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A Windows 8 Recycle? Will going back restore confidence?

A Windows 8 Recycle?  Will going back restore confidence?

Windows 8 hasn’t given PC sales the boost that all were anticipating.  Microsoft looks to now be getting ready to go back on some of the core changes it introduced on this new version.

It seems that Microsoft is planning a big Windows 8 undo, and that the release of Windows 8.1, also known as Windows Blue — will allow users to bypass the much-hated Start Screen and also bring back the much-loved Start button.

While this is likely to please those who found these changes problematic and burdensome, what does this do to the rest of industry hot on bus to tablet and hands-on Windows computing?

We know Microsoft considered Windows 8 to be edgy and a gamble.  Clearly Microsoft had doubts about how the operating system would be received by the PC driving masses, but if this was true, then Microsoft must have another plan or trick up its sleeve.

Windows 8.1 may just be the next card in the deck… just how will they handle the impact and with what smoke and mirrors?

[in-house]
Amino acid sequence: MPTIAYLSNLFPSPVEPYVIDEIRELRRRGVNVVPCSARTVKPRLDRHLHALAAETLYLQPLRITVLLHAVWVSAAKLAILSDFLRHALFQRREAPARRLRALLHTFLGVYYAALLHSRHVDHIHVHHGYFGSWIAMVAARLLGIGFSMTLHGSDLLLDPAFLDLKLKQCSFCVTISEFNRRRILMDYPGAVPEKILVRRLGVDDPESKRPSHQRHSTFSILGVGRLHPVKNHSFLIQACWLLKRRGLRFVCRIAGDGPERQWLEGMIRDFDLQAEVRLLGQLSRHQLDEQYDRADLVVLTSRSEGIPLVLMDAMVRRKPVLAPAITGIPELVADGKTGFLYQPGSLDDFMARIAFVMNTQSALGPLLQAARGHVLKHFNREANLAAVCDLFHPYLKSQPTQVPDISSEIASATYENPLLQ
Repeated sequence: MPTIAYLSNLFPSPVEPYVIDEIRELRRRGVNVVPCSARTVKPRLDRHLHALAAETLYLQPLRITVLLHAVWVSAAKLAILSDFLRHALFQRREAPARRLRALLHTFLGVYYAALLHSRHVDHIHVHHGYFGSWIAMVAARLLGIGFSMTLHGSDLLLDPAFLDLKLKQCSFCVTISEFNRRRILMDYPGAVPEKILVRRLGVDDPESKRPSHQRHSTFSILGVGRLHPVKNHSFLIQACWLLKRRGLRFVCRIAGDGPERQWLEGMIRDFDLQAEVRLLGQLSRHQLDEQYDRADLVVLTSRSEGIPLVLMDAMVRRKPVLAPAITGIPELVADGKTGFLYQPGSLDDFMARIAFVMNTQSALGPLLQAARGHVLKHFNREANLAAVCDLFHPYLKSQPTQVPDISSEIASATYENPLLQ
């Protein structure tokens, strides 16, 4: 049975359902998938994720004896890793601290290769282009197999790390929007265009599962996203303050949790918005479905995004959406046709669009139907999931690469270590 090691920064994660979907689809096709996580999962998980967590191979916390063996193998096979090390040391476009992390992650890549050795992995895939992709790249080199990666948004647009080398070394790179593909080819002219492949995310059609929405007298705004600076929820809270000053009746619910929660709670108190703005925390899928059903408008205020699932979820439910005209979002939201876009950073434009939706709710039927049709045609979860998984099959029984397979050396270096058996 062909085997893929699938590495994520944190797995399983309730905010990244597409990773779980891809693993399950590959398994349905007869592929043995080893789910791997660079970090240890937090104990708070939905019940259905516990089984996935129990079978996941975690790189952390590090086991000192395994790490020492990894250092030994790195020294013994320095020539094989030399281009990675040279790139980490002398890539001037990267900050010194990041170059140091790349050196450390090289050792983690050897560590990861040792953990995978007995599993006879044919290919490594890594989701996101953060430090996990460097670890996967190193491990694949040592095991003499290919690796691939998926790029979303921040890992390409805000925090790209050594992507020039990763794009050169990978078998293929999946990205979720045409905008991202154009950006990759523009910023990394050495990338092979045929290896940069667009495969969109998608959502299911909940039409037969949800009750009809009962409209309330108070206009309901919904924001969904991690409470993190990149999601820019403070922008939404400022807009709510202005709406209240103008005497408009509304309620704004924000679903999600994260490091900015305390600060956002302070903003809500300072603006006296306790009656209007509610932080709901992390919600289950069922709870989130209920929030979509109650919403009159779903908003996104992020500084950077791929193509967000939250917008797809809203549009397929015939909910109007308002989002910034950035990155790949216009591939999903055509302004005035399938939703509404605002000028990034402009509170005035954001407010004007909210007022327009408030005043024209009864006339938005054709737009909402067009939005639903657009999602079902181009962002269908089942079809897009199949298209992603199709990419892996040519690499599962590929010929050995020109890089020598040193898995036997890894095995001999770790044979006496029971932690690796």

What do manufacturers think?

Many manufacturer’s have expressed the negative way they think Microsoft has handled the the new operating system. Some think Microsoft is destroying the PC industry and driving million of customers to Apple.  Both Lenovo and Samsung have released Start button replacements for Windows 8.

Where will this leave Windows 8 apps?

One of the primary reasons why Microsoft wanted to bypass the desktop and throw Windows 8 users into the Start Screen is to give apps a higher level of visibility. If Microsoft is planning to give users the ability to bypass the Start Screen its app market could crash.

Will developers be interested in developing apps for Windows 8 if the focus of attention is shifted from the Start Screen to the desktop?  Probably not!

There is a palpable lack of trust surrounding Windows 8. While some consumers have embraced the changes the operating system has brought with it, others remain wary. It’s a similar situation to that which clouded Windows Vista.

Can Windows 8.1 regain the trust that Windows 8 has eroded away? If it can then it could give the PCindustry a reprieve. If not, it will be another — possibly final — nail in the coffin of the PC.

Can Microsoft restore user trust in the Windows brand?



Adapted form an article by Adrian Kingsley-Hughes for this blog

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